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Podcast Episode #4: How Low Level Lasers Work Part 2 with Dr. Marc Funderlich

laser light show

On today’s episode we dive even deeper into the mechanisms behind how low level lasers work and what makes them such a powerful tool for clinicians. Dr. Marc shares some AMAZING stories of his experiences with low level laser therapy in his practice. To learn more about Dr. Marc you can check out his website here: https://www.oakcityhealth.com/


Dr. Chad Woolner: Alright everybody, welcome to episode four of The Laser Light show. We are super excited. We have with us on today’s episode, special guest Dr. Marc Funderlich and we are gonna be diving even deeper on how low level lasers work. This is gonna be part two from our previous episode (How Low Level Lasers Work Part 1 – Ed.). If you caught that we’re gonna talk a little bit further about the why and the how behind low level laser therapy. So let’s get right to it.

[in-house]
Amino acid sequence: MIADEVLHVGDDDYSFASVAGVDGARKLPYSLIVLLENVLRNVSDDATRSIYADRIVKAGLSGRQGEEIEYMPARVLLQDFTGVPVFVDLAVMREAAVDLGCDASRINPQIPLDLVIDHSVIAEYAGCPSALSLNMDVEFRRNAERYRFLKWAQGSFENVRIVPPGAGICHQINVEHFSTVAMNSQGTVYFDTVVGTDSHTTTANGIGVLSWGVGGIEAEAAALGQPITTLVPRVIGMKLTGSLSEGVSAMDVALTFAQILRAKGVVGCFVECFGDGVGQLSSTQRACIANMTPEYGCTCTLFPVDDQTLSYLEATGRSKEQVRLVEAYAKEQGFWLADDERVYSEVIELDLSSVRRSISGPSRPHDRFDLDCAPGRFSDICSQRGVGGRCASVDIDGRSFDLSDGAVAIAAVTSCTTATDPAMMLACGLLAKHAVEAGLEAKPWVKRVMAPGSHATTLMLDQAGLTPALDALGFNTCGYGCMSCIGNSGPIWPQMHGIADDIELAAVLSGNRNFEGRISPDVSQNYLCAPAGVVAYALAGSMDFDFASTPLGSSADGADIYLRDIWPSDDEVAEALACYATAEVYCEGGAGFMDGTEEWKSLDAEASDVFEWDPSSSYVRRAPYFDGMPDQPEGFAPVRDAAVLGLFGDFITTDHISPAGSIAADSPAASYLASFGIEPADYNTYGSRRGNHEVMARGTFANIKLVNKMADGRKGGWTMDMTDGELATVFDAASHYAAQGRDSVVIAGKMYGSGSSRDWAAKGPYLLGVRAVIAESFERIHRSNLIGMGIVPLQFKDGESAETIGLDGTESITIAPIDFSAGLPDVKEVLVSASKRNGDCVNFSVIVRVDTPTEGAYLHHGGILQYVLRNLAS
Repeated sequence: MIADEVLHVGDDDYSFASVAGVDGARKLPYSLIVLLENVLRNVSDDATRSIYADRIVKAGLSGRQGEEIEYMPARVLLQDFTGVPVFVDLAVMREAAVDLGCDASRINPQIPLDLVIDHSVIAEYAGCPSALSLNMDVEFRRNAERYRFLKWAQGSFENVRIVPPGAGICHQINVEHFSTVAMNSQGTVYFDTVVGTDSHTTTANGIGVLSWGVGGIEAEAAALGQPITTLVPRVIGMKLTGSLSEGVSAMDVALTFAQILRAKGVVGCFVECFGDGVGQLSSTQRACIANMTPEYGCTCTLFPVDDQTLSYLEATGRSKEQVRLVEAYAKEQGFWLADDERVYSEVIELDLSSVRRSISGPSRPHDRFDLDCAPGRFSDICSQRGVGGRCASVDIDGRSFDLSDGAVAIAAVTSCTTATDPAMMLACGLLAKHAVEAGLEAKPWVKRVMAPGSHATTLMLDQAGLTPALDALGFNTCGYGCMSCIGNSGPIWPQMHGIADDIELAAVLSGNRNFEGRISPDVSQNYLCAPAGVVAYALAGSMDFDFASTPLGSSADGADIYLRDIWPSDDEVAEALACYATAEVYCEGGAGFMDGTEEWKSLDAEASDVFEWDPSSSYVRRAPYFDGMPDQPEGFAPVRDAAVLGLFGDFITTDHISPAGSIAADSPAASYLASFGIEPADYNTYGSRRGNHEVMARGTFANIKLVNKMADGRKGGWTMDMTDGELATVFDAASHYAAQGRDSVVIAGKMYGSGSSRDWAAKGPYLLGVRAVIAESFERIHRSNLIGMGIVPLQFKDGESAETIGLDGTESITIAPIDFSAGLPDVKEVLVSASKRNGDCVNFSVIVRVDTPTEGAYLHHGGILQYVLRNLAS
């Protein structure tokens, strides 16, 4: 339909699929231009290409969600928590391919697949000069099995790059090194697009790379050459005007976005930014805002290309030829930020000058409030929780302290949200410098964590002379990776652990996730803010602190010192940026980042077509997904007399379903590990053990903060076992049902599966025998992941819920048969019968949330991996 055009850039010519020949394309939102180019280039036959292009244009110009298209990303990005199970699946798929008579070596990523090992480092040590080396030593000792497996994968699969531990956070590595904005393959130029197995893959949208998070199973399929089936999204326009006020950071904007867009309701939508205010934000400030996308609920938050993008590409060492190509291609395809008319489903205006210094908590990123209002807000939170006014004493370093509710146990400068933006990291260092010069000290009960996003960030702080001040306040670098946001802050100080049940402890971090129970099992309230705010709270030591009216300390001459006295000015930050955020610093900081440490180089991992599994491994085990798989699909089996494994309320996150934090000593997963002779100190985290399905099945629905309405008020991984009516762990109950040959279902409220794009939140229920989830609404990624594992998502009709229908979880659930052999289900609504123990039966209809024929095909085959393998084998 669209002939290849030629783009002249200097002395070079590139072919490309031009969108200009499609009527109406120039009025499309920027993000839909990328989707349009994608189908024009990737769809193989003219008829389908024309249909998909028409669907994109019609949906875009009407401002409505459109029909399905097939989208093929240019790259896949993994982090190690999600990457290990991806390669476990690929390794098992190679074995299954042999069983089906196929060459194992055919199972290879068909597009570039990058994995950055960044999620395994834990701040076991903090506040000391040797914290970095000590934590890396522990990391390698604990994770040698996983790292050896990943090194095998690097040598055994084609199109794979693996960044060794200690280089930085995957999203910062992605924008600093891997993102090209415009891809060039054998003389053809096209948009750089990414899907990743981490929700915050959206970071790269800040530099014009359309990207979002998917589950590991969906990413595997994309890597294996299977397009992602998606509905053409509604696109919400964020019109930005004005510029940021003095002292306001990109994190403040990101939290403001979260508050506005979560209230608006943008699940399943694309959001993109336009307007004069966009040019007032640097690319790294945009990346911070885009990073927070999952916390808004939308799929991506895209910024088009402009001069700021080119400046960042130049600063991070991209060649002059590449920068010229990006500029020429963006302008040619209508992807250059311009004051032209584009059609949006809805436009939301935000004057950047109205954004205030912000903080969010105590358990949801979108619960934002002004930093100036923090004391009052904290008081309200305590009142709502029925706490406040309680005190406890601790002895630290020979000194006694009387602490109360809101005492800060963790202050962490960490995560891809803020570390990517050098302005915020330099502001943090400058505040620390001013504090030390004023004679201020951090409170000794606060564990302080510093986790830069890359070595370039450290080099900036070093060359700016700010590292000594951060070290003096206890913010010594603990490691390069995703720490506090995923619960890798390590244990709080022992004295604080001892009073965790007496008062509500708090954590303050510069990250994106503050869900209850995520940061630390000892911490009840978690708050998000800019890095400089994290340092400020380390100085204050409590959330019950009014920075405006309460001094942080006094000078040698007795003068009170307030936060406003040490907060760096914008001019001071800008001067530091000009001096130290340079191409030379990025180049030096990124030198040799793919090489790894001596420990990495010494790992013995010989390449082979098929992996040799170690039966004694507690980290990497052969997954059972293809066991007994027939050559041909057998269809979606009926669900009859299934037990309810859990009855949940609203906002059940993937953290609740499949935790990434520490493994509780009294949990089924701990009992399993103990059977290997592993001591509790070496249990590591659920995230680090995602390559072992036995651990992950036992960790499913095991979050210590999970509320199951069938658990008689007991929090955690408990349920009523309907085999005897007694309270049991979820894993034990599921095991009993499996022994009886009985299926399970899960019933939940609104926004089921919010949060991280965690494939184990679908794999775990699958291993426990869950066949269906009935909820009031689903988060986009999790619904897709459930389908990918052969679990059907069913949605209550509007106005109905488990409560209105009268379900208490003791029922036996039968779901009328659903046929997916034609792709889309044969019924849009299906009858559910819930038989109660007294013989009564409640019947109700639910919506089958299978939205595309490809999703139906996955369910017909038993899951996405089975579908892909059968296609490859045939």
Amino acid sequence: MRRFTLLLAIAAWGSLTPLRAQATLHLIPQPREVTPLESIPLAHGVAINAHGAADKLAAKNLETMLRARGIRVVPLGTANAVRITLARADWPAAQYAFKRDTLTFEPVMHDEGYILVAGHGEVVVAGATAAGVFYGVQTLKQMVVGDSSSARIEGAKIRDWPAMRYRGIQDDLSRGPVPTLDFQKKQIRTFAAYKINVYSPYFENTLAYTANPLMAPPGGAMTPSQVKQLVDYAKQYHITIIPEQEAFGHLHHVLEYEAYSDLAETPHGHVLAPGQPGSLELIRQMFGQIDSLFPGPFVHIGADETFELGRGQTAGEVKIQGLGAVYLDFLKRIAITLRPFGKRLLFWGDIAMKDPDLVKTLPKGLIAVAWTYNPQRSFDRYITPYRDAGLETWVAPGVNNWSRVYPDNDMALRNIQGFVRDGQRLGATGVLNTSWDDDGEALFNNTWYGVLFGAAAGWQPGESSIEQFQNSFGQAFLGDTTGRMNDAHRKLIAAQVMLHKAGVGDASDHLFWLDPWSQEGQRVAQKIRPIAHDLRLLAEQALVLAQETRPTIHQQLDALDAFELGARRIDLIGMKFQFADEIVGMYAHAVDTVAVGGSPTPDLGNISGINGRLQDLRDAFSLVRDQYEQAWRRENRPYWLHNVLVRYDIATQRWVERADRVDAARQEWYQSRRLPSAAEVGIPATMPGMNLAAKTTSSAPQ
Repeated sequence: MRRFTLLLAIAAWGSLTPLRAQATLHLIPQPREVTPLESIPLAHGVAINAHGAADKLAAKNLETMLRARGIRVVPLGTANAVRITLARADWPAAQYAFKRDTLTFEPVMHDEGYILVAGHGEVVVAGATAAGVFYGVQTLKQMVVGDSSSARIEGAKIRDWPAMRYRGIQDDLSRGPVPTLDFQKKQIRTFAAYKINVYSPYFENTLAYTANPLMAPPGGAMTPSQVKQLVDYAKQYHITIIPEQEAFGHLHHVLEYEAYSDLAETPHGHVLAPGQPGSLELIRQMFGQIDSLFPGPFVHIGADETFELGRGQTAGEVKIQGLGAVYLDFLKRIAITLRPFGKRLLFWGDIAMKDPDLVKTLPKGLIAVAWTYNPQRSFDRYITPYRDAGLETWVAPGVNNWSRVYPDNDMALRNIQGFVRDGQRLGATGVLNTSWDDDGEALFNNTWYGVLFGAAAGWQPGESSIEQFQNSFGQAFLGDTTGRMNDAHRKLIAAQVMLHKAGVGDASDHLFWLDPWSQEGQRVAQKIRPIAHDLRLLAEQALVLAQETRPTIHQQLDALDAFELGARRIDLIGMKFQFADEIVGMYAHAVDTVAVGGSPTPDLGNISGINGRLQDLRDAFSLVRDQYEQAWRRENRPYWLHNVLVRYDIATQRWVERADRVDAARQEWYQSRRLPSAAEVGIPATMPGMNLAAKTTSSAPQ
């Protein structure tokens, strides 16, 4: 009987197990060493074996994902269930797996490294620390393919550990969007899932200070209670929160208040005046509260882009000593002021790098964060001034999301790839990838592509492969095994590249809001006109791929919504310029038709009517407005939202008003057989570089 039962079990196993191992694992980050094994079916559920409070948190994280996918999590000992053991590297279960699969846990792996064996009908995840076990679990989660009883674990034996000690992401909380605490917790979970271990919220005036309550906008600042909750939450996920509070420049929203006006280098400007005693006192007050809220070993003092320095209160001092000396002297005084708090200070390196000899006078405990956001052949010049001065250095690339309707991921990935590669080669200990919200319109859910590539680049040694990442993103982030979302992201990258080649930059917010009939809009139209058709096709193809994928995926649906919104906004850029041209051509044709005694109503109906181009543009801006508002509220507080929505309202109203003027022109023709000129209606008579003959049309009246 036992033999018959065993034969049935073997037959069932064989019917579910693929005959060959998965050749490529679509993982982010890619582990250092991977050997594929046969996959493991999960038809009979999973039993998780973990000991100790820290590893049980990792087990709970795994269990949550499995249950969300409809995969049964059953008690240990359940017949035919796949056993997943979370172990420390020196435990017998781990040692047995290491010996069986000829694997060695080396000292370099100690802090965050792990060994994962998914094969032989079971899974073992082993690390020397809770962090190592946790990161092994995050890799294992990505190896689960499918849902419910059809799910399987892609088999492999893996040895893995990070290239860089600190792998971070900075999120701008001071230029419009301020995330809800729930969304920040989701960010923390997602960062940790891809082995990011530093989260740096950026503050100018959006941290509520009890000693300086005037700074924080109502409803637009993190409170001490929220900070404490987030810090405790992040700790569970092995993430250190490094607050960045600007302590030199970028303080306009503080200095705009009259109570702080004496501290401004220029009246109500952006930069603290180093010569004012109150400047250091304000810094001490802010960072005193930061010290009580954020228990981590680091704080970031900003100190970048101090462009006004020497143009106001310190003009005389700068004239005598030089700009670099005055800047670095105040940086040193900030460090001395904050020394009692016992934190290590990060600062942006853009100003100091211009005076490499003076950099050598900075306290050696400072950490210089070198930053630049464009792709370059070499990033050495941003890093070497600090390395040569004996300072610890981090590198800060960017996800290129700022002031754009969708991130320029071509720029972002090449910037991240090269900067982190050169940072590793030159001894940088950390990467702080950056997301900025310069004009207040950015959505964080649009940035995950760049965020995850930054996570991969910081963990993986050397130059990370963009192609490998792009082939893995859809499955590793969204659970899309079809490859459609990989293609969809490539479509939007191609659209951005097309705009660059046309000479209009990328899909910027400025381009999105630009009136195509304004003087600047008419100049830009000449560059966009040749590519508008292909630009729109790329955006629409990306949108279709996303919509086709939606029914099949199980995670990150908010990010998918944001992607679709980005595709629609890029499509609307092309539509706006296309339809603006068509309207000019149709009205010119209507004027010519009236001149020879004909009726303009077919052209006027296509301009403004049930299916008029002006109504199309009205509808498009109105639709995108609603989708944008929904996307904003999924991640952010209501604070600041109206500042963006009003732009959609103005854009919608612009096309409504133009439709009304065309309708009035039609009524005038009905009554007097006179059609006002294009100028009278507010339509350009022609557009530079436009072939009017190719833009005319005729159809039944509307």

Growing up in Portland, Oregon, I used to love going to laser light shows at the Oregon Museum of Science and Industry. They would put on these amazing light shows with incredible designs synced up to some of my favorite music. From the Beatles to Pink Floyd to Jimmy Hendrix and Metallica; they were awesome. Little did I know then that lasers would have such a profound effect on my life decades later. As a chiropractic physician, I have seen first-hand just how powerful laser therapy is in helping patients struggling with a wide range of health problems. As the leader in laser therapy, Erchonia has pioneered the field in obtaining 20 of the 23 total FDA clearances for therapeutic application of lasers. On this podcast, we’ll explore the science and technology and physiology behind what makes these tools so powerful. Join me as we explore low-level laser therapy. I’m Dr. Chad Woolner along with my good friend Dr. Andrew Wells and welcome to The Laser Light Show.

Dr. Chad Woolner: All right, Welcome to the show Dr. Marc. We are super excited to have you here with us today.